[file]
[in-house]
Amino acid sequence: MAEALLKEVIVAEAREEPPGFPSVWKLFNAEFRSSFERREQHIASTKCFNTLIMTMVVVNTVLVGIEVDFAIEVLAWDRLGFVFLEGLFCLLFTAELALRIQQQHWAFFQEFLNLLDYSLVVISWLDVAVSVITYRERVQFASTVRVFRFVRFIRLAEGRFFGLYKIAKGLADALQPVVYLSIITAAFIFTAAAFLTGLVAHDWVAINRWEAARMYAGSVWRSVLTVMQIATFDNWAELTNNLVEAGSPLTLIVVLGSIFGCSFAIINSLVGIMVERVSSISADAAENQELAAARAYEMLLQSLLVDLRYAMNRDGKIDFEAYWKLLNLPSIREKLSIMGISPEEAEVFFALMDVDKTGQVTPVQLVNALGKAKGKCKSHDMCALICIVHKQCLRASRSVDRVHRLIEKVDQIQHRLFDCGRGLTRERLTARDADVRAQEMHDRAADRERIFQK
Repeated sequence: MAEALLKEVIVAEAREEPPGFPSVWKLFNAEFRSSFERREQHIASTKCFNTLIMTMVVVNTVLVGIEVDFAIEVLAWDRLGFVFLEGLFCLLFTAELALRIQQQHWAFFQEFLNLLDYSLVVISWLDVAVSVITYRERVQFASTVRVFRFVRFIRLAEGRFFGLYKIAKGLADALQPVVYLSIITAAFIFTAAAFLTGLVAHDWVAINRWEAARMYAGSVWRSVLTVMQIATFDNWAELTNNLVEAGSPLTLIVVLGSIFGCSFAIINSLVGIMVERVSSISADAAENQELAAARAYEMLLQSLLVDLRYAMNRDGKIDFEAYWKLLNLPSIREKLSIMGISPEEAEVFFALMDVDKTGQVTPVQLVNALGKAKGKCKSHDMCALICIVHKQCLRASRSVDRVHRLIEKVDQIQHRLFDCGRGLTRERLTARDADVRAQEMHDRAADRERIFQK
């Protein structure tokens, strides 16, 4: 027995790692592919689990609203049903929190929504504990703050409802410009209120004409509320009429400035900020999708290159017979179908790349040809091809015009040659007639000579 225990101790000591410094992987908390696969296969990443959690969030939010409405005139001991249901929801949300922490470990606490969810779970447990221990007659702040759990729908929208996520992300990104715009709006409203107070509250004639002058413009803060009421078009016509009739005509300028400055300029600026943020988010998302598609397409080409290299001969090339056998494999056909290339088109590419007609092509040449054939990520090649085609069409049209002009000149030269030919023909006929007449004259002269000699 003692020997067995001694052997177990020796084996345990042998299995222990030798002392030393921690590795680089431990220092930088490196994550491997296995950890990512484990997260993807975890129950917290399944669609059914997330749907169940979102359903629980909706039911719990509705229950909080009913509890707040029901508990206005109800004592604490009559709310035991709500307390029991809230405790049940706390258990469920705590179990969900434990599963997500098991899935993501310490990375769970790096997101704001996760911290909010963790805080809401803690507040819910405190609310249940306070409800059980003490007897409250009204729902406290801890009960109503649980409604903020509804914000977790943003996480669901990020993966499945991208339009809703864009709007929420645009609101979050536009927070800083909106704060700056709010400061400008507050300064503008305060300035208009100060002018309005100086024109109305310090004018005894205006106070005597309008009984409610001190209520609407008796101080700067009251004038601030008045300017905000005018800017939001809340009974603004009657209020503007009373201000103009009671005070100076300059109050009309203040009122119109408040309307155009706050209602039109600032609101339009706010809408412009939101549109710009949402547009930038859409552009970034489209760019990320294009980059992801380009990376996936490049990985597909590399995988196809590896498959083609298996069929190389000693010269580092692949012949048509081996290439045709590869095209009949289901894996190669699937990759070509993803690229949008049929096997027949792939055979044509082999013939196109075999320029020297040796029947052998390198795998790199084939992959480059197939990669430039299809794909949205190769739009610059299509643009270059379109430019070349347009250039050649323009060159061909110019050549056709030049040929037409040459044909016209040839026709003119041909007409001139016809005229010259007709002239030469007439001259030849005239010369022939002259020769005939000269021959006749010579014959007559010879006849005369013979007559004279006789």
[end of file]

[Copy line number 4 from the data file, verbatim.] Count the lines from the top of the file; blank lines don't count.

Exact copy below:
């Protein structure tokens, strides 16, 4: 027995790692592919689990609203049903929190929504504990703050409802410009209120004409509320009429400035900020999708290159017979179908790349040809091809015009040659007639000579 225990101790000591410094992987908390696969296969990443959690969030939010409405005139001991249901929801949300922490470990606490969810779970447990221990007659702040759990729908929208996520992300990104715009709006409203107070509250004639002058413009803060009421078009016509009739005509300028400055300029600026943020988010998302598609397409080409290299001969090339056998494999056909290339088109590419007609092509040449054939990520090649085609069409049209002009000149030269030919023909006929007449004259002269000699 003692020997067995001694052997177990020796084996345990042998299995222990030798002392030393921690590795680089431990220092930088490196994550491997296995950890990512484990997260993807975890129950917290399944669609059914997330749907169940979102359903629980909706039911719990509705229950909080009913509890707040029901508990206005109800004592604490009559709310035991709500307390029991809230405790049940706390258990469920705590179990969900434990599963997500098991899935993501310490990375769970790096997101704001996760911290909010963790805080809401803690507040819910405190609310249940306070409800059980003490007897409250009204729902406290801890009960109503649980409604903020509804914000977790943003996480669901990020993966499945991208339009809703864009709007929420645009609101979050536009927070800083909106704060700056709010400061400008507050300064503008305060300035208009100060002018309005100086024109109305310090004018005894205006106070005597309008009984409610001190209520609407008796101080700067009251004038601030008045300017905000005018800017939001809340009974603004009657209020503007009373201000103009009671005070100076300059109050009309203040009122119109408040309307155009706050209602039109600032609101339009706010809408412009939101549109710009949402547009930038859409552009970034489209760019990320294009980059992801380009990376996936490049990985597909590399995988196809590896498959083609298996069929190389000693010269580092692949012949048509081996290439045709590869095209009949289901894996190669699937990759070509993803690229949008049929096997027949792939055979044509082999013939196109075999320029020297040796029947052998390198795998790199084939992959480059197939990669430039299809794909949205190769739009610059299509643009270059379109430019070349347009250039050649323009060159061909110019050549056709030049040929037409040459044909016209040839026709003119041909007409001139016809005229010259007709002239030469007439001259030849005239010369022939002259020769005939000269021959006749010579014959007559010879006849005369013979007559004279006789």